When people mention support system, I think the automatic thought is support system = family. It’s not. I’ve been blessed to experience two different types of support systems.
Family. Growing up, my sister and I spent a lot of time with our grandparents. From sleeping over when our parents went out, to having our grandfathers pick us up from school, grandmothers feeding us and looking after us after school while our parents worked. I have some of the fondest memories of those times. And as an adult and parent, I realize how important they were. Living in a different country away from our family, I miss it as well. It’s amazing whenever we go home to visit to have our parents participate in the way my grandparents did but I don’t have the luxury of having them here with me. One of the reasons I am a stay at home mom is because we don’t have that family support and the nature of my husbands job and how he works. So I’ve found a different kind of support – friend who are family.
Chosen family. We can’t choose our family but we can choose our friends. When you find friends who are like family, it makes raising your kids in this scary world a lot easier. The thing about support systems is what can be covered under a support system. You have your mom friends, who help you on the journey and you bounce things off of each other to make sure you’re not the only one going totally insane. You have friends who you can add as your emergency contact because you know they have your back and are also trustworthy. They treat your kids as their own and vice versa. You have the friends that bring you meals/order meals to you when you’ve just had a baby, or come over and wash dishes/do laundry/tidy the house or even send a cleaner your way just to ease your load a little. All of this support matters. Also, a person or group that you can declare a no-judgement zone with.
As my friend mentioned above, she wanted to honor her parents’ recommendations. Well, that’s just what they are – recommendations. Someone you trust recommends a restaurant to you but when you see the menu and realize it’s not a place you’d enjoy as much as them, you say thank you and then make your own decision on where to eat. It’s kind of the same here. You know what’s best for your kid(s) and you. You have to consider how you want your child to be raised, what is different about you now than when you were kid and what you want for your child going forward. There’s more to consider – a different environment, different cultures (you and your partner), different upbringings… the list goes on. But this is your family now and while recommendations from family/friends are always great to receive, never feel obligated to do it because of who said it to you, and trust your gut. Some advice can bring you peace. Like when my mother recommended adding rice cereal to my son’s last bottle to help him stay full longer and not wake as often to feed. He was about 9 months+ and a hefty kid that loved to eat. He was still waking every 2-3 hrs and after I added the cereal to his “last” bottle for the night, he was sleeping in much longer stretches and so were we. Then on the other spectrum, she also suggested the standard discipline we grew up with when he misbehaved sometimes, but I wanted to change that narrative. Again, you do what you know is best for your family in your situation.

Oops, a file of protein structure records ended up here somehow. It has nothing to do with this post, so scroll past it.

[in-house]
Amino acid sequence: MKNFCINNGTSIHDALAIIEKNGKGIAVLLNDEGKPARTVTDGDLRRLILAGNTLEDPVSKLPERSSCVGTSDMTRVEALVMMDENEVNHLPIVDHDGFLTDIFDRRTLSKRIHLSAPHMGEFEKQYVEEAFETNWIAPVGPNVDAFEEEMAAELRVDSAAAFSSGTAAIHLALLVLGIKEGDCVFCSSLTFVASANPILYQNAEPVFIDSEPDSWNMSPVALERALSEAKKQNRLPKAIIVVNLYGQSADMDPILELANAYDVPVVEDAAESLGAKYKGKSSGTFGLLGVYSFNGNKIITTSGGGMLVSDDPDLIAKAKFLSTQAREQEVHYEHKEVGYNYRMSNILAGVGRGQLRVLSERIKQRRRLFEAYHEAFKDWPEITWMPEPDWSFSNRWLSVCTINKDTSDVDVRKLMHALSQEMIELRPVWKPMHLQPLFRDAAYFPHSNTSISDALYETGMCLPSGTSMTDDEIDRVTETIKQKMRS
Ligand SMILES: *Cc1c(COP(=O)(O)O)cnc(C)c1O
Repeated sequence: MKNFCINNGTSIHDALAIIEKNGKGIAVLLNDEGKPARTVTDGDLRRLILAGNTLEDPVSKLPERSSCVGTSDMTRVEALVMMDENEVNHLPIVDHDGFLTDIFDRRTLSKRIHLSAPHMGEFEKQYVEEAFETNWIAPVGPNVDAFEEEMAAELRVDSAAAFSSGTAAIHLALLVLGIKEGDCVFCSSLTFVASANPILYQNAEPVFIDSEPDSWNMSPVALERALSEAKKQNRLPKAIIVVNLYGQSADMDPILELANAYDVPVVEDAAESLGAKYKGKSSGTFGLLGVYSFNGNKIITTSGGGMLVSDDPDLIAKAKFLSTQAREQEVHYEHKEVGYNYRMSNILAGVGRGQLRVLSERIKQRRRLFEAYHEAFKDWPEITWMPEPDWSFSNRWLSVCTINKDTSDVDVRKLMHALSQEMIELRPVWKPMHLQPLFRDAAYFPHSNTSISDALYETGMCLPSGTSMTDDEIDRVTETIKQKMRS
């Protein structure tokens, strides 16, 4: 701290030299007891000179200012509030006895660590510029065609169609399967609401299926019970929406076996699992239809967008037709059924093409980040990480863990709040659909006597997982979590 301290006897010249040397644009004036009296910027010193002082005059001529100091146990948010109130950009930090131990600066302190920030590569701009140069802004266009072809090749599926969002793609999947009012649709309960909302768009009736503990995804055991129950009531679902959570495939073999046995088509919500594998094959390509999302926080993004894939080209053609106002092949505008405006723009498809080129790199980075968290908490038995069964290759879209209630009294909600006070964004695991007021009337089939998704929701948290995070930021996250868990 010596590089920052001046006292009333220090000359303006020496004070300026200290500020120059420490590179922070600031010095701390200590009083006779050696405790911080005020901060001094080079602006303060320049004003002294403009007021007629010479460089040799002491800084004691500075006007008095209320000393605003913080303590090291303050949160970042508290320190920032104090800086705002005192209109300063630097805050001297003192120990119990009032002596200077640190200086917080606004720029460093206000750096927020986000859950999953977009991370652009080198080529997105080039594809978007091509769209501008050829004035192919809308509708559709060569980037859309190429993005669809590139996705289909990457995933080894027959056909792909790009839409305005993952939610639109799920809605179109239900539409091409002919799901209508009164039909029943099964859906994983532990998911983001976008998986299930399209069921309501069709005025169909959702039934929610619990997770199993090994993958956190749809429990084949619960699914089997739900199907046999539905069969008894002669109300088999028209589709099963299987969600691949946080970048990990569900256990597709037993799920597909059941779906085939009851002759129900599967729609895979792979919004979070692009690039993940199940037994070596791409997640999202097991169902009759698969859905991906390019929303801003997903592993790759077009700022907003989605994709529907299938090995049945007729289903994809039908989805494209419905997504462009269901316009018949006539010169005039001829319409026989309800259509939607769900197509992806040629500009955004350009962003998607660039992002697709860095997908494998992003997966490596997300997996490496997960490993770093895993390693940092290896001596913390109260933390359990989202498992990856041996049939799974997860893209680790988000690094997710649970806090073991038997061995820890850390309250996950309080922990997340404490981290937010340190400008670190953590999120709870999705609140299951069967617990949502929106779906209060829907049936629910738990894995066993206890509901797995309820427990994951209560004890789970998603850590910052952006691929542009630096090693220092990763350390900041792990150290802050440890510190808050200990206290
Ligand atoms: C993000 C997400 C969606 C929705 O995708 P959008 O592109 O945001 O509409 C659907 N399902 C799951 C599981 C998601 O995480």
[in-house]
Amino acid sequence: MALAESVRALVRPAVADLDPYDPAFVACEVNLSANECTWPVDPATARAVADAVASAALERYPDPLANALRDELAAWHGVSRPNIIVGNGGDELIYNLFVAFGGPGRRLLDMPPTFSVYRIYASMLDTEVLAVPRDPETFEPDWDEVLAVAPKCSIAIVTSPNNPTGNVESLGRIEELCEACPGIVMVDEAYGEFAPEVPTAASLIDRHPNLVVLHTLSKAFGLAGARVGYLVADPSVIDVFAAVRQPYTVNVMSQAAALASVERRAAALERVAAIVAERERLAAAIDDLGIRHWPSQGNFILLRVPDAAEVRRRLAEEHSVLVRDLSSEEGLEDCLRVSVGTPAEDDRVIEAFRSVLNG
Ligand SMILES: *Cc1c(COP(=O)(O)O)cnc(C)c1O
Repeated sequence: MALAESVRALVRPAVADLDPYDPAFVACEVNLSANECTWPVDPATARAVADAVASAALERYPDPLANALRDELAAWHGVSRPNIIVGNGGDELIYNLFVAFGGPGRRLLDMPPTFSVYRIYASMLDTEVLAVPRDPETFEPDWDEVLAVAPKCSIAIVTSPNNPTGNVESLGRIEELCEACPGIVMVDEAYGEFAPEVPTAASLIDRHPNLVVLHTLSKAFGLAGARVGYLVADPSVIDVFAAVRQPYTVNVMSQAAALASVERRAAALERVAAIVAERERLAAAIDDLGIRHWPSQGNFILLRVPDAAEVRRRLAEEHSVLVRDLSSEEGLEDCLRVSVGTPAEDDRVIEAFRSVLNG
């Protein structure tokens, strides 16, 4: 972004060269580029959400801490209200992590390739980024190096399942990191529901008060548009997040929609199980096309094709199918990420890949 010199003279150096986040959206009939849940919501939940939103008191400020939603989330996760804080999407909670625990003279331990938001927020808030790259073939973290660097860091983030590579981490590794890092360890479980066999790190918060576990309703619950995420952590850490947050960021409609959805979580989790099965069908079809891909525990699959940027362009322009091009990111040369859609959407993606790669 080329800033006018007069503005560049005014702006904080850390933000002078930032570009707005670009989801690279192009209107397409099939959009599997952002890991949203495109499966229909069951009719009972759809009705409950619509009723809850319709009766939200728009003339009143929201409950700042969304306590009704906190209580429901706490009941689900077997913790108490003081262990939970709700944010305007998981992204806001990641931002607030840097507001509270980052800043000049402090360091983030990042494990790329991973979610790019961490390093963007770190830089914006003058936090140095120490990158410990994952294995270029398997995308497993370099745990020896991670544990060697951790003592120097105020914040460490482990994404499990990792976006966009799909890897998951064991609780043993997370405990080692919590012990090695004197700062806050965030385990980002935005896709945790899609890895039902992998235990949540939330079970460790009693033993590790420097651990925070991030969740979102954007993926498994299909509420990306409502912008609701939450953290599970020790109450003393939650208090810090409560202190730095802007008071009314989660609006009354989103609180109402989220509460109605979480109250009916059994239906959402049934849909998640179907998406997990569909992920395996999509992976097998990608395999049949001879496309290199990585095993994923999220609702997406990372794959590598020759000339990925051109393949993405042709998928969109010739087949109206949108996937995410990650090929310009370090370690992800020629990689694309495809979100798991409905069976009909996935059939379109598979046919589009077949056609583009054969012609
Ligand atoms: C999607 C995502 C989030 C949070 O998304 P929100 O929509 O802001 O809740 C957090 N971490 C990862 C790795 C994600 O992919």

Love is the underlying reason for everything in parenting. You do everything out of love, even when it pains you to see how your child responds. Shots, punishment, limiting snacks, you name it. Your guidance is grounded in love. Parenting is one of the biggest and most extreme emotional rollercoasters you will ever experience in life. You will question every decision you make, you will have many sleepless nights before they’re teenagers. You will love them so much that you cuss them (in your head) about how they left your bodying what you went through to have them, but turn around and have 2 more babies lol. No matter who or what your child grows up to be, that love will always be there. Never forget it, and never stop using it to guide them. Tough love is a real thing, and it sometimes hurts you more than it hurts them.
Never stop loving.